Warburg conceived the Mnemosyne as being directed less to a knowledge of the past than towards its reproduction in a retrieval of affective dynamograms through the archaic symbolism in im-ages, which he called Pathosformeln (pathos formula) (Bhme, 1997, p. 30). His inclination to consider the function of memory, through an adaptation and reinterpretation of Semons and Herings theories, as being charged with preserving and transmitting energy temporally, can be illuminated through a Bergsonian understanding of memory as an extension from the past into the present, considered as a forward moving momentum. Bergson treated recollection as an actualisation of memory-images that can be triggered or amplified by the artwork, and most importantly evoked through a tension of consciousness towards the requirements of the present moment of perception (and the desires and imagination of the beholder)3. Although Bergson defined the image as something in between the object and its representation, always fuller than the perceptual and conscious capacities of cognition, Warburgs mnemonic method is in that sense close to Bergsons philosophy, in how far it acknowledges the accessibility of memories beyond a direct indexical relationship with the present perception. In this sense Warburgs reference to the Mnemosyne Atlas as a ghoststory for adults (Geistergeschichte fr ganz Erwachsene) can less metaphorically also be read through Bergsons conception of the virtual, in that its heuristic constitutes a revival of past memories in the present perception of the beholder. It stimulates the release of an original energy that not only endures but in a Bergsonian sense continuously pushes evolution forward in multiple pathways in its creative actualisations hence it leaves traces in cultural forms, in Warburgs view most explicitly in art and religion. Rather than a pas-sive surfacing of the past, this survival of the past in the present, according to Pinotti, has to be understood in Nietzsches sense of a becoming4, since these formulas can only be conceived within the very processes of transformation in the perception of the viewer (2006, pp. 10-11). By taking the perspective of forces embedded in experience, in resonance with Bergsons own conception of becoming, the following discussion shifts a contemplation of the Mnemosyne from a textual analysis or as Matthew Rampley called it, an exercise in art historiographical archaeology (1997, p. 14) to a focus on the cognitive processes of the beholder.

    Like Warburg, Bergson suggested that the very processes of creative activity which consti-tute the ordinary processes of our consciousness were expressed most tangibly through the aesthetic faculty as a constituent part of intuition in the production (and in the perception) of the artwork. Intuition for Bergson was conceived as a conscious effort in order to establish a profound interconnection between the subject and the object, or in other words between spirit and matter; he suggested:

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    That an effort of this kind is not impossible, is proved by the existence in man of an aesthetic faculty along with normal perception. Our eye perceives the features of the living being, merely as assembled, not as mutually organized. The intention of life, the simple movement that runs through the lines, that binds them together and gives them significance, escapes it. This intention is just what the artist tries to regain, in placing himself back within the object by a kind of sympathy, in breaking down, by an effort of intuition, the barrier that space puts up between him and his model (1998, pp. 176-177).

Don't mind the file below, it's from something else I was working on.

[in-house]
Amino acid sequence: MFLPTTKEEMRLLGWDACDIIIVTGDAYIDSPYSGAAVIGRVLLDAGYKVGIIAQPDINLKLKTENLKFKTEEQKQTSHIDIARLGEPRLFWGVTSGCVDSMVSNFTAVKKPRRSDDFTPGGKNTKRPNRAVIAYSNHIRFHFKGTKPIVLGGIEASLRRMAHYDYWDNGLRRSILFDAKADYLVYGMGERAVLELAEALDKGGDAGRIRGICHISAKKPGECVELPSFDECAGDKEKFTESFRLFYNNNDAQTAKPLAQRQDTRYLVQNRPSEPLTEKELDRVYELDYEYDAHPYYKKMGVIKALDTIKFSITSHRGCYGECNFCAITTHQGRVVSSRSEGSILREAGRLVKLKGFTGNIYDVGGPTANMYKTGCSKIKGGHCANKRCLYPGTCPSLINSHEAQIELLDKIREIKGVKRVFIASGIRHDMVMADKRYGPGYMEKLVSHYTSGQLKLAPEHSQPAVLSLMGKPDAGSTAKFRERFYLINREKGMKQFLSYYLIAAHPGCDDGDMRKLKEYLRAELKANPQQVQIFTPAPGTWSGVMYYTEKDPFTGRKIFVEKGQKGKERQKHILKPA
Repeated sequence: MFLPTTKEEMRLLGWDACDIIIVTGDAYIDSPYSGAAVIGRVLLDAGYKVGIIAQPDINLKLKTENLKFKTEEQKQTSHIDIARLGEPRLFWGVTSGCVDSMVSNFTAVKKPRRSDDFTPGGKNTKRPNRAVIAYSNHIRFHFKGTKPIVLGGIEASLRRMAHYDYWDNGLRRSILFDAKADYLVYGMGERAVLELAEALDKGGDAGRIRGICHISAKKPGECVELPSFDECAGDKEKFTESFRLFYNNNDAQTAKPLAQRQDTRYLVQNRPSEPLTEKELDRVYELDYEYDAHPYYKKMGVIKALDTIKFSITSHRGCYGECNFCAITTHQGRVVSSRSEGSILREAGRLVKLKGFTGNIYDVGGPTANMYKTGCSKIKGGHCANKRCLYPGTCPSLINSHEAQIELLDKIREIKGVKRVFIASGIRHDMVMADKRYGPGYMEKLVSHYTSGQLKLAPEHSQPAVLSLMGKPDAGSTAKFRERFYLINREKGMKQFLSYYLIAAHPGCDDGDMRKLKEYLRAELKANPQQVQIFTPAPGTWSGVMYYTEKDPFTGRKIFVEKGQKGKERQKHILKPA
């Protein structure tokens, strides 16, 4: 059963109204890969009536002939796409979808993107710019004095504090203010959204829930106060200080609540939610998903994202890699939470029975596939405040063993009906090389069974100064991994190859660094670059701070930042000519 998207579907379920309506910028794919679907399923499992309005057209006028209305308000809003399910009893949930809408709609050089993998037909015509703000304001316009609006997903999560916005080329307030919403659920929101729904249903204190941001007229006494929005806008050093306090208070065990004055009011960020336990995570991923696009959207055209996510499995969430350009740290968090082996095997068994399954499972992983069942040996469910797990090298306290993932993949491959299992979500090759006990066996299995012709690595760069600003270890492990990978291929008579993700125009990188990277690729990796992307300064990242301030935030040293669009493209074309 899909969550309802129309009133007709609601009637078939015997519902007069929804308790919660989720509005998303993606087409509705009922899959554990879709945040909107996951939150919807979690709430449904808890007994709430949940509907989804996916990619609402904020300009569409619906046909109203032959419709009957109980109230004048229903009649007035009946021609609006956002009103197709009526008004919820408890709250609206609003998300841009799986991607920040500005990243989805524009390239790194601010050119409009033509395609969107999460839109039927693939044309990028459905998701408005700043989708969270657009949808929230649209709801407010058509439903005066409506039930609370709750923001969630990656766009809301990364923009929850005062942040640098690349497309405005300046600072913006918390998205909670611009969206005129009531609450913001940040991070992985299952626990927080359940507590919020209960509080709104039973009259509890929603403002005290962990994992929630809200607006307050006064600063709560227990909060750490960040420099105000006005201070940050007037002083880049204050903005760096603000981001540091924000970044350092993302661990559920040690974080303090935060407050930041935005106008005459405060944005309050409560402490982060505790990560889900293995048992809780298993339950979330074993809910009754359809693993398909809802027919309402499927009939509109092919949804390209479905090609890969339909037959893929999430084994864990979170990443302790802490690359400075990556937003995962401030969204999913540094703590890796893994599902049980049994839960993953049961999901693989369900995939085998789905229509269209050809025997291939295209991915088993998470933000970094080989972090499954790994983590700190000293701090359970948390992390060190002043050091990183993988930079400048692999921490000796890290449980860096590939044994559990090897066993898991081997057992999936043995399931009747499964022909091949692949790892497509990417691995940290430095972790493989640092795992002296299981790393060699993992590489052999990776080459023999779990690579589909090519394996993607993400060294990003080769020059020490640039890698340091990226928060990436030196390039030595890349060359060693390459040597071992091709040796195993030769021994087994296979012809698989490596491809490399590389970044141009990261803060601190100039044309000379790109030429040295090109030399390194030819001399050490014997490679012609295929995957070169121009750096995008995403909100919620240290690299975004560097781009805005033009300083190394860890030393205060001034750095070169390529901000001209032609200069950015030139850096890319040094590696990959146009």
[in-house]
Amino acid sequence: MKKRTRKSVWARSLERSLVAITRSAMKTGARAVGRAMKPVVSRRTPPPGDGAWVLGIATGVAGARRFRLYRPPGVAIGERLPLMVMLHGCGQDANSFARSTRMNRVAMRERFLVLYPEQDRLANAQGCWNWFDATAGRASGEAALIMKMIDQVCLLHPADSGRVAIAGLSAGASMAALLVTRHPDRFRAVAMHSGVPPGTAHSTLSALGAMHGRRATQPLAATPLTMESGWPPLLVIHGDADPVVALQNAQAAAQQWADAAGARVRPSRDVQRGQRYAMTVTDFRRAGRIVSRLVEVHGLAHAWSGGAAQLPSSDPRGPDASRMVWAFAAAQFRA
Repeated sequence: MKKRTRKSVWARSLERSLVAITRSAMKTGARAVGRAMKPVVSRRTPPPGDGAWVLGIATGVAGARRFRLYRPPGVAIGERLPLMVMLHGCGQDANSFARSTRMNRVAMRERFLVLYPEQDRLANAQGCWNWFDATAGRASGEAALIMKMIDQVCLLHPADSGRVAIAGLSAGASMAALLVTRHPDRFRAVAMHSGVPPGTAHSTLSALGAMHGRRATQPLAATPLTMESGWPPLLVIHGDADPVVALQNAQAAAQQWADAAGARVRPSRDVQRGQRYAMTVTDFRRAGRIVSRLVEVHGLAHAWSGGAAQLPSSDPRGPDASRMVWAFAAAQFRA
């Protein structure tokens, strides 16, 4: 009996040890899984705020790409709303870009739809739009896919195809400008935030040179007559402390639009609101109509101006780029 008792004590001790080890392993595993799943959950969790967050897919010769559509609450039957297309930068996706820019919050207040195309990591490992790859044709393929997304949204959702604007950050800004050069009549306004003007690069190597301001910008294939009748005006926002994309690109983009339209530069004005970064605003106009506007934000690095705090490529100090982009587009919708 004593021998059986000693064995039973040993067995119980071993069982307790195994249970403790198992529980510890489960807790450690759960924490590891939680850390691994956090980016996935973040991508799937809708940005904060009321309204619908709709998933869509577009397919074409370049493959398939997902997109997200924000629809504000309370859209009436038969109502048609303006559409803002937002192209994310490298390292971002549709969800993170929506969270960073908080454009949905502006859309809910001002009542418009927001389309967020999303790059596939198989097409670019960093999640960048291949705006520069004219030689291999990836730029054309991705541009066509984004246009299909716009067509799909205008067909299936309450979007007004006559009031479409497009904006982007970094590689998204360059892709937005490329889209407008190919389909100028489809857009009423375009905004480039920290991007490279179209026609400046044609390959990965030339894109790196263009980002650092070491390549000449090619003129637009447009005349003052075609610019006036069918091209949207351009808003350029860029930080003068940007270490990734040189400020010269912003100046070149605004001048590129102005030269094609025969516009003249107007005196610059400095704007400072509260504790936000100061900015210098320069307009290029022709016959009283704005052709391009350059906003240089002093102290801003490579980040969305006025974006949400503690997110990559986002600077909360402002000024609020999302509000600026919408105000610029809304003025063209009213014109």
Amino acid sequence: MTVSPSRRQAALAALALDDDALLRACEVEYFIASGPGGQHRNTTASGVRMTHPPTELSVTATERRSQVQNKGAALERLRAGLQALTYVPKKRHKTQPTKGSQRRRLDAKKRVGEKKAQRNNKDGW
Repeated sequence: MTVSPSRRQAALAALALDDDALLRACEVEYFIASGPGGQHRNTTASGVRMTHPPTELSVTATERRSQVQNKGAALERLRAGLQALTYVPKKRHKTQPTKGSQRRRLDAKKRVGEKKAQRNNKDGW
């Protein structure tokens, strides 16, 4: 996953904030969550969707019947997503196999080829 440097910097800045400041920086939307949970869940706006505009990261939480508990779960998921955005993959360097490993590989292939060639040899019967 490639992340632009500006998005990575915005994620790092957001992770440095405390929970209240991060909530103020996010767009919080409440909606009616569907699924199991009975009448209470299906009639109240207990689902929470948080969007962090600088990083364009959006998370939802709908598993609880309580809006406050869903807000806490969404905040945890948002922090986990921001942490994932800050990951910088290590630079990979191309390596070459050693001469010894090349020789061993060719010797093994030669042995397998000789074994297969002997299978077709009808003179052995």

Bergson maintained in his reflections on the experience of aesthetic pleasure that the conscious subjective processes bear a tendency of a possible movement towards ourselves, of a virtual and even nascent sympathy (2001, p. 13). Similarly, for Warburg the production and perception of art was constituted by a creative (e)motion, guided by empathy in its grasping of the qualita-tive intensity of life or spirit, the affective quality of the Pathosformeln. His work was influenced by Robert Vischers (1873) treatment of empathetic symbolism and imagination and by his suggestion that through the artistic imagination the mimetic assimilation of the subject to the object occurs in its most intense form (Rampley, 1997). Warburg addressed the subject-object relationship in view of a development from a magical-associative to a logical-dissociative rhythmic progression in arts practice and commented in a sketchy note from his field-trip to the Hopi and Pueblo Indians in New Mexico and Arizona in 1895-1896:

    The subject is lost in the object in an intermediary state between manipulating and carry-ing, loss and affirmation. The human being is there kinetically but is completely subsumed by an inorganic extension of his ego. The most perfect form of the loss of the subject in the object is manifest in sacrifice, which incorporates some parts into the object. Mimetic and imitative transformation: example; the mask dance cult. The scientific worldview presupposes that an actual transformation of a human into a plant, animal, or mineral is, by the laws of nature, impossible. The magical worldview, however, is based on the belief in the fluid borders between human, animal, plant, and mineral, such that man can influence becoming by means of a v